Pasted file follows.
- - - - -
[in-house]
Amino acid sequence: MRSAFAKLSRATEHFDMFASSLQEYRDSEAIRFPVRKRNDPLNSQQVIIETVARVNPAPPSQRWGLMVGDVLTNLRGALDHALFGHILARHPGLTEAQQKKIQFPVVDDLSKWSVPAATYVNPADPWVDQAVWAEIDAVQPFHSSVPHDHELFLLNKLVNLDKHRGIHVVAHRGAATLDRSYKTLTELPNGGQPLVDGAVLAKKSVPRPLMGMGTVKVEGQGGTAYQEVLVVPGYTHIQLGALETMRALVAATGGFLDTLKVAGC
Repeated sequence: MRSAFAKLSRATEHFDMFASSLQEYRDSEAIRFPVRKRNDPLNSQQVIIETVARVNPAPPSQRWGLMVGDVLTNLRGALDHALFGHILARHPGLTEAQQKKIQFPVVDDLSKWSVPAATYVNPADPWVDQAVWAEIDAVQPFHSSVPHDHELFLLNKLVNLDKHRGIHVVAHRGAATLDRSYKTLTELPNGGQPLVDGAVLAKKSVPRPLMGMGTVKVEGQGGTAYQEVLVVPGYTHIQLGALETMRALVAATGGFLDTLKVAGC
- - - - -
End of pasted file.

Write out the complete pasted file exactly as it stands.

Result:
[in-house]
Amino acid sequence: MRSAFAKLSRATEHFDMFASSLQEYRDSEAIRFPVRKRNDPLNSQQVIIETVARVNPAPPSQRWGLMVGDVLTNLRGALDHALFGHILARHPGLTEAQQKKIQFPVVDDLSKWSVPAATYVNPADPWVDQAVWAEIDAVQPFHSSVPHDHELFLLNKLVNLDKHRGIHVVAHRGAATLDRSYKTLTELPNGGQPLVDGAVLAKKSVPRPLMGMGTVKVEGQGGTAYQEVLVVPGYTHIQLGALETMRALVAATGGFLDTLKVAGC
Repeated sequence: MRSAFAKLSRATEHFDMFASSLQEYRDSEAIRFPVRKRNDPLNSQQVIIETVARVNPAPPSQRWGLMVGDVLTNLRGALDHALFGHILARHPGLTEAQQKKIQFPVVDDLSKWSVPAATYVNPADPWVDQAVWAEIDAVQPFHSSVPHDHELFLLNKLVNLDKHRGIHVVAHRGAATLDRSYKTLTELPNGGQPLVDGAVLAKKSVPRPLMGMGTVKVEGQGGTAYQEVLVVPGYTHIQLGALETMRALVAATGGFLDTLKVAGC